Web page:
The Succession laws of Uganda allow any adult person of sound mind to dispose of property by a Will /Testament in accordance with his/her wishes. The testator is at liberty to distribute property to beneficiaries as he deems fit. In many cases, deceased persons especially men have distributed properties in their Wills without providing for their wives. This has occasioned challenges of beneficiaries of a testament evicting vulnerable widows.
Whereas Article 31(2) of the 1995 Constitution of Uganda obliges Parliament to make appropriate laws for the protection of the rights of widows to inherit properties of their deceased spouses, there is no progress by parliament in this regard since promulgation of the Constitution in 1995. As a result of the legislative slumber, widows continue to be deprived of property of their deceased husbands due to limited protection under the Succession laws.
It is noteworthy that in the lifetime of the marriage, several legislations like the Land Act, Mortgage Act require spousal consent before a spouse can make a transaction affecting any interest in family land. In fact, courts have held that a transaction made without the mandatory spousal consent is a null and void. These legislations have given married women protection to family land. Unfortunately, all this protection vanishes with the death of the husband since the legal regime applicable to the land changes.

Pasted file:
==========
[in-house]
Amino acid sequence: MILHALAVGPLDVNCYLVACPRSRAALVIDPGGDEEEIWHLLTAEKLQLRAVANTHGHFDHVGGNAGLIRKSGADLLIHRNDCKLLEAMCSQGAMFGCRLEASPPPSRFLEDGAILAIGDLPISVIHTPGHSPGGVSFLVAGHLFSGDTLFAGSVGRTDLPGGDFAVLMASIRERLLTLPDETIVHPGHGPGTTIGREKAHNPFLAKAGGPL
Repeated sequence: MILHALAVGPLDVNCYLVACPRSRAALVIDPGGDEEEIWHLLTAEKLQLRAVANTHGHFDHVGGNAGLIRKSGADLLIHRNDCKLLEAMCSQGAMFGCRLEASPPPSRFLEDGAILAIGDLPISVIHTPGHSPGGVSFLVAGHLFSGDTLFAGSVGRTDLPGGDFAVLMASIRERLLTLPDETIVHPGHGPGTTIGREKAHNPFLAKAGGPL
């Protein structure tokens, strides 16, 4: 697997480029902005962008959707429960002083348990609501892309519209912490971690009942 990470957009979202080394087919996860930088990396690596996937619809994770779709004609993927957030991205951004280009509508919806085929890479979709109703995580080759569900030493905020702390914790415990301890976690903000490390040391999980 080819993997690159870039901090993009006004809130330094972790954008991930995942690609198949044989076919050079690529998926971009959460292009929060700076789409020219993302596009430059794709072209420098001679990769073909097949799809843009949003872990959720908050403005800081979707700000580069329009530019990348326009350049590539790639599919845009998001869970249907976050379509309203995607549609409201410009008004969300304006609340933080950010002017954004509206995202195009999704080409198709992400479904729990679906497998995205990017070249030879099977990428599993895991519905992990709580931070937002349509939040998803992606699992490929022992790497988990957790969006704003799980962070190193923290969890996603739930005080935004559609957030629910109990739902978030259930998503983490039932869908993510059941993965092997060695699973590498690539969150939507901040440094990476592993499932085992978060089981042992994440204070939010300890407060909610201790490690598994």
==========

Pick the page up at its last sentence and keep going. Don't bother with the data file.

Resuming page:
Judicial in-roads into interpretation the Succession Act have concentrated on giving women priority in applying for Letters of Administration where the Deceased dies intestate but little progress has been made where the deceased makes a testament. Most widows are vulnerable and as their property rights are being abused, they cannot afford the cost of litigation. Many of them retreat to poverty and suffering without bringing perpetrators of the abuses to book.
It is important to appreciate the historical perceptions attributed to widows. Widows were not only customarily disentitled to inheritance but were treated property to be inherited as well. It is time to recognize the role of widows in garnering the wealth and binging up of children so that we join hands in changing practices that abuse women’ property rights. This can be done by putting in place regulations that prescribe a minimum share that a widow is entitled to upon the death of the husband whether there is Will or not.
Happy Mother’s Day
-President, Muslim Centre for Justice and Law